Background: Atrial fibrillation (AF) is a major risk factor of ischemic stroke. We tested whether the adoption of the CHADS 2 score in clinical guidelines has impacted treatment strategies for stroke prevention, and examined how AF affects stroke outcome. Methods: In the setting of two national surveys [National Acute Stroke Israeli Surveys; all patients hospitalized for stroke in Israel during February-March 2004, and March-April 2007] data of patients with and without AF were analyzed with respect to patient characteristics, use of anticoagulation, stroke severity, clinical course, and long-term outcome. Results: Of 3040 patients with acute ischemic stroke, 586 patients (19%) had a history of AF. Severe strokes on admission were significantly more frequent in patients with AF, as was the proportion of total anterior circulation strokes. Ischemic stroke associated with AF predicted poor outcome at discharge (adjusted OR 1.56; 95%CI 1.24-1.96) and higher mortality rates throughout follow-up. Among patients with a CHADS 2 score 2 prior to the index stroke and without known contraindications, 41% received anticoagulation. This proportion increased to only 62% after the index stroke, even after excluding patients with severe disability and no significant increase between 2004 and 2007 was detectable. Increasing age, in-hospital infectious complications, and unfavorable functional status at discharge were independently associated with decreased likelihood of receiving anticoagulation. Conclusions: In deviation from current recommendations and in spite of the introduction of CHADS 2 criteria, anticoagulation for stroke prevention remains underutilized, despite the particularly poor outcome of strokes associated with AF.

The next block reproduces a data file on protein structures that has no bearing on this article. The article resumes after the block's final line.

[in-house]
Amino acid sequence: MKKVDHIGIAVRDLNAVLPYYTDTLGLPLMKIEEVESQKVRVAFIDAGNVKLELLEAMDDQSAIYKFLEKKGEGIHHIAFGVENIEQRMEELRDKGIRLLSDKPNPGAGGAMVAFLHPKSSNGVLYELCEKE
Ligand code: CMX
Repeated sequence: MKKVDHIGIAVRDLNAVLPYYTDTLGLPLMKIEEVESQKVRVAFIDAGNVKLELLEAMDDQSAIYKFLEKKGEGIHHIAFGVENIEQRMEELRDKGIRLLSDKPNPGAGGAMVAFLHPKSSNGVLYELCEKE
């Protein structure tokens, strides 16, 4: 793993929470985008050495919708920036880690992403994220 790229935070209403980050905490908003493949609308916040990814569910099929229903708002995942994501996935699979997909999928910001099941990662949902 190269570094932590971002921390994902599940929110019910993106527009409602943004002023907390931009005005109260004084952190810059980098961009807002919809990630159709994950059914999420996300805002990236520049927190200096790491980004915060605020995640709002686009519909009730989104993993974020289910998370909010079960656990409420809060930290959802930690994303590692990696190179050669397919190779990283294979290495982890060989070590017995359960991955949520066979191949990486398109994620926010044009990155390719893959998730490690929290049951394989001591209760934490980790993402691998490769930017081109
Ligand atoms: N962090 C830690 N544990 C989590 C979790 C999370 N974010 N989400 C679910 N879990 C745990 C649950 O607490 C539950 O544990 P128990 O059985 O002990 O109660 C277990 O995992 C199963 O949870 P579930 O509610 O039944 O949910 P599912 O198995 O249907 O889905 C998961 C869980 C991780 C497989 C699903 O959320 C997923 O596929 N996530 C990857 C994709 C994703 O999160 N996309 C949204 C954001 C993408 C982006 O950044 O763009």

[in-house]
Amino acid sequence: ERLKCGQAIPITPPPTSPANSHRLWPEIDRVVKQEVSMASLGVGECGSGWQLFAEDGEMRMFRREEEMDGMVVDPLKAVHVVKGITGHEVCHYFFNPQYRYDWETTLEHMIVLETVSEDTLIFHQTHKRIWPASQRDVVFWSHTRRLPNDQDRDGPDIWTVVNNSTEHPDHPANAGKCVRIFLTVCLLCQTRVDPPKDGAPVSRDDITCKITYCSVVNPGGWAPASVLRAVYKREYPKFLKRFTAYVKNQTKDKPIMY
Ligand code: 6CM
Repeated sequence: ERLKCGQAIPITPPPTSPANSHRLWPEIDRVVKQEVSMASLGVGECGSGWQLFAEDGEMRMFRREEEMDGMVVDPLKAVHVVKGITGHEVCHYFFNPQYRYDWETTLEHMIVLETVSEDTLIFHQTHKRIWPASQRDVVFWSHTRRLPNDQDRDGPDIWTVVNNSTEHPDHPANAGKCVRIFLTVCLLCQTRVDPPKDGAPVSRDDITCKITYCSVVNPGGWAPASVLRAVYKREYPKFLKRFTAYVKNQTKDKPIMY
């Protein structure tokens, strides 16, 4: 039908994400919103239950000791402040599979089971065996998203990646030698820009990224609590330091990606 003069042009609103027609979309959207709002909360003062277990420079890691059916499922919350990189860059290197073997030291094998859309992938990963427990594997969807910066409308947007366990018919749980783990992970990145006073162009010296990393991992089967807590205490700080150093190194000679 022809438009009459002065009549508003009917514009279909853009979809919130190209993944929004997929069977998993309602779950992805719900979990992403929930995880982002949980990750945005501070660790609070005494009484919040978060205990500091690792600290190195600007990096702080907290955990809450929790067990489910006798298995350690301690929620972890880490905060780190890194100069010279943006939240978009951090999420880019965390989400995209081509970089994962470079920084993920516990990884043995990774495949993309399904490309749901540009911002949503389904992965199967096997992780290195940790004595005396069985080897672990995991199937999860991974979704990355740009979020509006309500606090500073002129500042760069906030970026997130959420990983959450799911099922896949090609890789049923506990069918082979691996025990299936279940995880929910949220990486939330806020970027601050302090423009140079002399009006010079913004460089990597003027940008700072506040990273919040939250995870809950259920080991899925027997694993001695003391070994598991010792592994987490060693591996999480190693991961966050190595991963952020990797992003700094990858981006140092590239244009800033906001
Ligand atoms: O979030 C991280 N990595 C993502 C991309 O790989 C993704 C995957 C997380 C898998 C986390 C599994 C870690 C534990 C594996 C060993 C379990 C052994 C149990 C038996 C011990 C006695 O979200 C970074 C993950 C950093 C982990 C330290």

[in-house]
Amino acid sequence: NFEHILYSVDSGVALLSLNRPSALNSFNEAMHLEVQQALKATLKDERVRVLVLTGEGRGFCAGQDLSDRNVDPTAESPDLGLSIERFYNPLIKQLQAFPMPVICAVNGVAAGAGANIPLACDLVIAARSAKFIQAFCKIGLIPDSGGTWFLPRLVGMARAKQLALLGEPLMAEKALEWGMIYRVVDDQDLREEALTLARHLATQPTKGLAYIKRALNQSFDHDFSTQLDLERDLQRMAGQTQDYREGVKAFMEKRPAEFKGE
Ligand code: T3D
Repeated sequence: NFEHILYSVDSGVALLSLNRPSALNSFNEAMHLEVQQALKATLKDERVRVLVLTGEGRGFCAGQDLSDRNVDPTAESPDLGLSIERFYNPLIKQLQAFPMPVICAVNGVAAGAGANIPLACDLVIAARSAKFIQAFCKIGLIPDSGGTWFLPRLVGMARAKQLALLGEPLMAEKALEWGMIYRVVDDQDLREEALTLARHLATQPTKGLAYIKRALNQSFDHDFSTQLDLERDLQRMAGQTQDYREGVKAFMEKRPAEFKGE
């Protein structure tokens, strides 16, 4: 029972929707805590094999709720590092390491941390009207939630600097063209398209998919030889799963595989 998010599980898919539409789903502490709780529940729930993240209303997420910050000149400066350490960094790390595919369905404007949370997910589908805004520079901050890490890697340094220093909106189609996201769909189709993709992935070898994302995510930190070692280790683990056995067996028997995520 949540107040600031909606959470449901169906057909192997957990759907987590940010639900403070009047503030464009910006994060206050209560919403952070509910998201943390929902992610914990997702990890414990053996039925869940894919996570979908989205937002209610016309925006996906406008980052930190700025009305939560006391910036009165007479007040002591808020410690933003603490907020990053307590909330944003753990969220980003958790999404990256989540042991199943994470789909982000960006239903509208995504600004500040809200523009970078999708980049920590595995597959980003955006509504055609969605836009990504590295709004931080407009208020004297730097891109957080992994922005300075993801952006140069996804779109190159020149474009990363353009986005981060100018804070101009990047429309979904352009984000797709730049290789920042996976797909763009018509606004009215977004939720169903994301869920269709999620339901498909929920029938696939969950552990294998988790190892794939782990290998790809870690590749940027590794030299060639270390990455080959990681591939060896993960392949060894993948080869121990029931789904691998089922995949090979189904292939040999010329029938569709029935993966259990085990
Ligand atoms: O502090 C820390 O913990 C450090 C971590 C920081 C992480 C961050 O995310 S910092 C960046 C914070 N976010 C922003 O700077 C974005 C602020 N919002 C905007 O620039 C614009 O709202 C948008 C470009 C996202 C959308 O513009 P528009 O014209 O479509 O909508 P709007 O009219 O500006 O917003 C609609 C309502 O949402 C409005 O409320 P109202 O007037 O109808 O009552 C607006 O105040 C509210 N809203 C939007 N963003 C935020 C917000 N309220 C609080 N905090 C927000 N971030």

- Atrial fibrillation